Tuesday, 27 May 2014

EasyJet - Not That Bad

I travel a lot, an awful lot and people often say I should write a book, but I can't think who would want to read it? However in my blog when talking about the places I go to I do mention the travel, especially if it is an issue.

This post is different, it is about good service, good service with Easyjet. The reason I was motivated to write this is because the UKOUG Apps & Tech conferences are in Liverpool this year and people are on social media discussing travel options and there is a pre-conceived idea that Easyjet is not a 'real' airline.

I live in Belfast and that means that for most long haul I have to travel to London first, and actually I do a lot of work in London as well so most of my travel involves British Airway who provide a good service between the two cities. They often annoy me but I do enjoy frequent flier privileges but that is not the subject of this post.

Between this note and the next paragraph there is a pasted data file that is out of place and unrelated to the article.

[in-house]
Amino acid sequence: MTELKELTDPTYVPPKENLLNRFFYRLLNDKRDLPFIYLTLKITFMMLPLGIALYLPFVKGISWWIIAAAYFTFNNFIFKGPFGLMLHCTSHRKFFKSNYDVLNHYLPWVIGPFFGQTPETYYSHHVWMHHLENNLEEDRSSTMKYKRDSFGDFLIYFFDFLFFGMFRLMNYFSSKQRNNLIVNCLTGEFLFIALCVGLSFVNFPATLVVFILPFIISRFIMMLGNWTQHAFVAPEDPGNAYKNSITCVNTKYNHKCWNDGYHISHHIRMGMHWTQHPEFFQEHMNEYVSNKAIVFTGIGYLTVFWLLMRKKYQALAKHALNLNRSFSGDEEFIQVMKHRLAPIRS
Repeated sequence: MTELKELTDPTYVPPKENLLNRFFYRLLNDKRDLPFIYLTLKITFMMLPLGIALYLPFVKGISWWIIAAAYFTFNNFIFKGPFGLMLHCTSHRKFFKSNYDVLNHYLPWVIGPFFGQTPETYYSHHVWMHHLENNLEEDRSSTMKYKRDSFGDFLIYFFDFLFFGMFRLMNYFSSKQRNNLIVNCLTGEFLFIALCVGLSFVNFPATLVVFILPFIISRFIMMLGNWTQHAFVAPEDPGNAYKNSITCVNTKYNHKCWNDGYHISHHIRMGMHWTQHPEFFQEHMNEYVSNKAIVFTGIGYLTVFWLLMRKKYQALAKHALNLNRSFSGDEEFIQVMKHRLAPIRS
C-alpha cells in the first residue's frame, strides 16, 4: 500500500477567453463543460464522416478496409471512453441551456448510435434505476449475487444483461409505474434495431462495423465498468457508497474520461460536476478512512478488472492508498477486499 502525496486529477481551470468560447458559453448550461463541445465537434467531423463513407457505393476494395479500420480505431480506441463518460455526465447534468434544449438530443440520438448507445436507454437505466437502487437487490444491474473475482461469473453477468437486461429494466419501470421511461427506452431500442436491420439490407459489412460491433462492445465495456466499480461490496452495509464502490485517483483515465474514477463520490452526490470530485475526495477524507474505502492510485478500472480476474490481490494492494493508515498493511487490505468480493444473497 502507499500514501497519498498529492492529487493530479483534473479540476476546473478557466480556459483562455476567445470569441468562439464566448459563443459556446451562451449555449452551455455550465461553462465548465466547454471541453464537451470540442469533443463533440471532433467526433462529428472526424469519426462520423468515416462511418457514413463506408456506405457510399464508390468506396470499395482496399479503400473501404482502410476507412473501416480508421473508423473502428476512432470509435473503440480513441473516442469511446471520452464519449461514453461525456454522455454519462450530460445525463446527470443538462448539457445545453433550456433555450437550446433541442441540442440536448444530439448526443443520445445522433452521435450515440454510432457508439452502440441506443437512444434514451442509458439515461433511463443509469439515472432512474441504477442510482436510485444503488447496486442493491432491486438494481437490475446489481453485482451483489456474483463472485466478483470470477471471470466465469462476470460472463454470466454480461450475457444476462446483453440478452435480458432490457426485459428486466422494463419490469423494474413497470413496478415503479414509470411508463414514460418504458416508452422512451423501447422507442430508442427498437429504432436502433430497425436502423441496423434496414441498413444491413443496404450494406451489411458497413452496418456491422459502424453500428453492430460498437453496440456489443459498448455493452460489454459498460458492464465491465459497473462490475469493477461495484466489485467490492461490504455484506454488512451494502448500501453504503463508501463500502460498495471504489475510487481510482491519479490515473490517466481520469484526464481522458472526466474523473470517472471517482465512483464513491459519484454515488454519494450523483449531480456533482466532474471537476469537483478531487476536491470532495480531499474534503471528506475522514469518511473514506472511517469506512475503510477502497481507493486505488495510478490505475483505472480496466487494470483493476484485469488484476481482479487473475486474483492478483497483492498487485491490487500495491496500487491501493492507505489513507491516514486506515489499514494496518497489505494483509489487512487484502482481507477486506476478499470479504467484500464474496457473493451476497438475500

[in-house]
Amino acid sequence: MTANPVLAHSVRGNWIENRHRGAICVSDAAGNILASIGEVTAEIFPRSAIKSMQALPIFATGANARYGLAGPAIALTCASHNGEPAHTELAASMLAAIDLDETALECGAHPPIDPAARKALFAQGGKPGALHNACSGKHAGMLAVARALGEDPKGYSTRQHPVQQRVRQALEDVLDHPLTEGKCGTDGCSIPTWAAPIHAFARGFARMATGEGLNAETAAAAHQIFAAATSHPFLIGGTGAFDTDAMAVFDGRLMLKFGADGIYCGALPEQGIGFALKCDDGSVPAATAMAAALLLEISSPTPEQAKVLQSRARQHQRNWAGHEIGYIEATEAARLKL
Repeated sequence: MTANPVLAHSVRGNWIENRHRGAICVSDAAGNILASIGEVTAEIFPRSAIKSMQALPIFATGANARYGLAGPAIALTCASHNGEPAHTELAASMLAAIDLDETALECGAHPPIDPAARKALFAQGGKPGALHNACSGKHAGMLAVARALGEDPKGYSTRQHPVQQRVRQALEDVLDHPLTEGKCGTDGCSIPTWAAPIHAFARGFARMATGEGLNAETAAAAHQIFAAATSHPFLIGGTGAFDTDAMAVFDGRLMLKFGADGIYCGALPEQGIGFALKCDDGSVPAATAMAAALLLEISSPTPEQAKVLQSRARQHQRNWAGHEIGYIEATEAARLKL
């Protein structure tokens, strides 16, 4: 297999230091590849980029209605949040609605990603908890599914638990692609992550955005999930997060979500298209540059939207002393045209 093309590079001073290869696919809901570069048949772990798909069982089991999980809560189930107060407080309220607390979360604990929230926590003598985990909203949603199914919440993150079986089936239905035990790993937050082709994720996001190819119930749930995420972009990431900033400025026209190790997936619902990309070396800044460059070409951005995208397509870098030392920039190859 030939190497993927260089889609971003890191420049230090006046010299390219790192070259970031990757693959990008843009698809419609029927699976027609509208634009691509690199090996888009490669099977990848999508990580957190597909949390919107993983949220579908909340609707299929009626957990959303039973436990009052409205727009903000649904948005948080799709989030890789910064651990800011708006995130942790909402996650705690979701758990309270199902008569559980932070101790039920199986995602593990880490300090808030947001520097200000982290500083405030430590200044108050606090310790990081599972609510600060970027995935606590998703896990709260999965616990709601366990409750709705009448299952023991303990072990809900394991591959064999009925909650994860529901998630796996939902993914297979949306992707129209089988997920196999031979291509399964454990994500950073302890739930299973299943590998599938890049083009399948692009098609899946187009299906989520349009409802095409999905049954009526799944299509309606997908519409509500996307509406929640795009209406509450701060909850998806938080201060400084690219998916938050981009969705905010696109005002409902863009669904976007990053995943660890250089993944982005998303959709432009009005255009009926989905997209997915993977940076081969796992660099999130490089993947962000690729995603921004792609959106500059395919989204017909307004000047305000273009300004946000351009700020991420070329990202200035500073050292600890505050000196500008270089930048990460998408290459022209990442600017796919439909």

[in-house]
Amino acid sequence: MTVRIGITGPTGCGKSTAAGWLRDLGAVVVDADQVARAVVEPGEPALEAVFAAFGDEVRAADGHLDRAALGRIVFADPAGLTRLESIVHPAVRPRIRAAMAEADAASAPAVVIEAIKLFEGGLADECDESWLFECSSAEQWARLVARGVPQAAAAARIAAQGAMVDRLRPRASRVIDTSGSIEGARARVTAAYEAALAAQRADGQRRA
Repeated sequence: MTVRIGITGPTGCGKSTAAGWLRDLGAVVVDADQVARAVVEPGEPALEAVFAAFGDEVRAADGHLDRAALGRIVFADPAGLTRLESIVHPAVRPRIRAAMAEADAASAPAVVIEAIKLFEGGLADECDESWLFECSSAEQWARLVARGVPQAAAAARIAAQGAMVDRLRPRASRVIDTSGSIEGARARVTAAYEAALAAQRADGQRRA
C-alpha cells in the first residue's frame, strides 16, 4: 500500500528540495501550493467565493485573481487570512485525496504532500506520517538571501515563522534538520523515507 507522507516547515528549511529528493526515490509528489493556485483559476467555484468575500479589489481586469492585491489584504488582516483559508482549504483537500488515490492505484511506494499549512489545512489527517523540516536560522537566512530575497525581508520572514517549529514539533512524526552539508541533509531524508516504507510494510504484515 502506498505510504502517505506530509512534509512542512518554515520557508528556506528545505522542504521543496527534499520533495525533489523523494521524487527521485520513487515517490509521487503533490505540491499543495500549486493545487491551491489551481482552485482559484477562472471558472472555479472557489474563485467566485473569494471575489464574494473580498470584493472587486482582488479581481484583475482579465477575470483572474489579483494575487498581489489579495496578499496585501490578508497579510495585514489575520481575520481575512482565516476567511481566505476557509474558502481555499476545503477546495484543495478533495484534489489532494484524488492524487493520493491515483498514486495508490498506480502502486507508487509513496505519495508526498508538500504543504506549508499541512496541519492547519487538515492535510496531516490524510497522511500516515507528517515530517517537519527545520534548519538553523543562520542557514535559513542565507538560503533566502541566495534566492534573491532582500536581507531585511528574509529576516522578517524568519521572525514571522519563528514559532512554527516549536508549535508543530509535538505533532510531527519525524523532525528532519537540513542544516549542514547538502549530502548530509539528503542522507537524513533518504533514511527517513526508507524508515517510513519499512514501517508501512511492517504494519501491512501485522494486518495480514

For domestic travel to other airports I can choose between a number of airlines and my one of choice is Easyjet. Easyjet are not really low-cost, more no-frills and it certainly doesn't mean they are always the cheapest but in general are good value, large aircraft and I love the un-weighed hand luggage.

 I hated Easyjet when they had free seating, I hated the rush and the pushing. Allocated seating is good but I want to chose my seat so I would pay Speedy Boarding, although because I know I will do enough flights (anything over 5 returns in a year) it is better value for me to by an Easyjet Plus card which gives me this for a year regardless of how many flights. In addition to the seating it gives me a frequent flyer priority queue at check in, again suits my preferred experience of travel.